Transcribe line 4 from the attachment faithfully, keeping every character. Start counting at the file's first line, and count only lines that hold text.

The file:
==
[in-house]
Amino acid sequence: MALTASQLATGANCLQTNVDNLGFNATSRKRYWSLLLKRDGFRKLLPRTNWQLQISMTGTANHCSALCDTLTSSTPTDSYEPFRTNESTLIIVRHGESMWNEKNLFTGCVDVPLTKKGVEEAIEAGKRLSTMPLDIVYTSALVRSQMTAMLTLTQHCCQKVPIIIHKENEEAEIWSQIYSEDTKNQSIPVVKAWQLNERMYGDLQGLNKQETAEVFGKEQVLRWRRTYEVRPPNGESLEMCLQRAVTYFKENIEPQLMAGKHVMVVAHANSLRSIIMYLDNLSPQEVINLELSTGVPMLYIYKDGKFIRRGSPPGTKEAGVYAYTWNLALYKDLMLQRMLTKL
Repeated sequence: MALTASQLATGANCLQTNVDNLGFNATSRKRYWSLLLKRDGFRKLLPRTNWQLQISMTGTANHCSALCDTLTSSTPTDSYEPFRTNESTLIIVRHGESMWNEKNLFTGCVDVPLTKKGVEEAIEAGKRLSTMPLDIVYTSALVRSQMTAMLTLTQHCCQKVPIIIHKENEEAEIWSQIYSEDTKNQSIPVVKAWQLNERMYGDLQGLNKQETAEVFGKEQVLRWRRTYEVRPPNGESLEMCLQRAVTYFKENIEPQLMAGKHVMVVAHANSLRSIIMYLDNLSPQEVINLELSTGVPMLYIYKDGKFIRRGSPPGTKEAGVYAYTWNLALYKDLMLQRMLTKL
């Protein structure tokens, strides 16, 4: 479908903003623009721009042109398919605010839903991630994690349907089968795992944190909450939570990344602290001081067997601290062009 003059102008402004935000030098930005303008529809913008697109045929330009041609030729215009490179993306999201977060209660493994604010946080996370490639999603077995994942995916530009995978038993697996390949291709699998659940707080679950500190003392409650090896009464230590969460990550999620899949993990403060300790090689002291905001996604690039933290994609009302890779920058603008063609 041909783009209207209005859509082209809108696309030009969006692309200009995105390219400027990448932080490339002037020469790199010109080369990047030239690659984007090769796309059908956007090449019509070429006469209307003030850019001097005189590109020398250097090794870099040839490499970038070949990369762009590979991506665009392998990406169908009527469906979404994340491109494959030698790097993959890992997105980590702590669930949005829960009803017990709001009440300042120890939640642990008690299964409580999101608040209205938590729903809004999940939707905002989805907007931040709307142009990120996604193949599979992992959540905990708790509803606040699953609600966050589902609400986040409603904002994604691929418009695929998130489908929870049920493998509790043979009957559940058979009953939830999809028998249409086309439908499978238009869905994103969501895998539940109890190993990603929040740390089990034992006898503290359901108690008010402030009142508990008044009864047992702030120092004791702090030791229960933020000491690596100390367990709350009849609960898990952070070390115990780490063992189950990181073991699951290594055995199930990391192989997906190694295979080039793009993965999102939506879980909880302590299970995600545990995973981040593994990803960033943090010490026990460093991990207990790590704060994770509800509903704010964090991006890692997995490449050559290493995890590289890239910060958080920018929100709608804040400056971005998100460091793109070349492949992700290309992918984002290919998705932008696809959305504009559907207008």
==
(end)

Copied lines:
């Protein structure tokens, strides 16, 4: 479908903003623009721009042109398919605010839903991630994690349907089968795992944190909450939570990344602290001081067997601290062009 003059102008402004935000030098930005303008529809913008697109045929330009041609030729215009490179993306999201977060209660493994604010946080996370490639999603077995994942995916530009995978038993697996390949291709699998659940707080679950500190003392409650090896009464230590969460990550999620899949993990403060300790090689002291905001996604690039933290994609009302890779920058603008063609 041909783009209207209005859509082209809108696309030009969006692309200009995105390219400027990448932080490339002037020469790199010109080369990047030239690659984007090769796309059908956007090449019509070429006469209307003030850019001097005189590109020398250097090794870099040839490499970038070949990369762009590979991506665009392998990406169908009527469906979404994340491109494959030698790097993959890992997105980590702590669930949005829960009803017990709001009440300042120890939640642990008690299964409580999101608040209205938590729903809004999940939707905002989805907007931040709307142009990120996604193949599979992992959540905990708790509803606040699953609600966050589902609400986040409603904002994604691929418009695929998130489908929870049920493998509790043979009957559940058979009953939830999809028998249409086309439908499978238009869905994103969501895998539940109890190993990603929040740390089990034992006898503290359901108690008010402030009142508990008044009864047992702030120092004791702090030791229960933020000491690596100390367990709350009849609960898990952070070390115990780490063992189950990181073991699951290594055995199930990391192989997906190694295979080039793009993965999102939506879980909880302590299970995600545990995973981040593994990803960033943090010490026990460093991990207990790590704060994770509800509903704010964090991006890692997995490449050559290493995890590289890239910060958080920018929100709608804040400056971005998100460091793109070349492949992700290309992918984002290919998705932008696809959305504009559907207008």